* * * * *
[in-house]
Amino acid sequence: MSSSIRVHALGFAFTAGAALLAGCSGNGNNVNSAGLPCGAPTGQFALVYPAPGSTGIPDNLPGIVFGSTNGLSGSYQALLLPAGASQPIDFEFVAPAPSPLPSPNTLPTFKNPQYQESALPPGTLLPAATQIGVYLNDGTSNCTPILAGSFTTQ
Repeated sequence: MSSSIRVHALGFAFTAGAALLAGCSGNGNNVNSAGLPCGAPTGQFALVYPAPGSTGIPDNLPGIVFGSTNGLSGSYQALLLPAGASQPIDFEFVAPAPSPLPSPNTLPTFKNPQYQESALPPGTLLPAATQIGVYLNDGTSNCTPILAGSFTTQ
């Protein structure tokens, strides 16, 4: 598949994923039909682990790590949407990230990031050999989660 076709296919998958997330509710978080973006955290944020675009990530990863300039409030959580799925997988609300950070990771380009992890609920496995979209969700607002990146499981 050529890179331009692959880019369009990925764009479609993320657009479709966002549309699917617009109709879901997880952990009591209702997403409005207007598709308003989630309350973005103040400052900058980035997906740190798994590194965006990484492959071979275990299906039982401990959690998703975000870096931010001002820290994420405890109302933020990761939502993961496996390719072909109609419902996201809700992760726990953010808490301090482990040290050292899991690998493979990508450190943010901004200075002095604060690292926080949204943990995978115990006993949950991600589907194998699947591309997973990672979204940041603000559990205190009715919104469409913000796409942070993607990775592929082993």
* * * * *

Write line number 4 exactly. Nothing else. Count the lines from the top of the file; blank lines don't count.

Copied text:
């Protein structure tokens, strides 16, 4: 598949994923039909682990790590949407990230990031050999989660 076709296919998958997330509710978080973006955290944020675009990530990863300039409030959580799925997988609300950070990771380009992890609920496995979209969700607002990146499981 050529890179331009692959880019369009990925764009479609993320657009479709966002549309699917617009109709879901997880952990009591209702997403409005207007598709308003989630309350973005103040400052900058980035997906740190798994590194965006990484492959071979275990299906039982401990959690998703975000870096931010001002820290994420405890109302933020990761939502993961496996390719072909109609419902996201809700992760726990953010808490301090482990040290050292899991690998493979990508450190943010901004200075002095604060690292926080949204943990995978115990006993949950991600589907194998699947591309997973990672979204940041603000559990205190009715919104469409913000796409942070993607990775592929082993």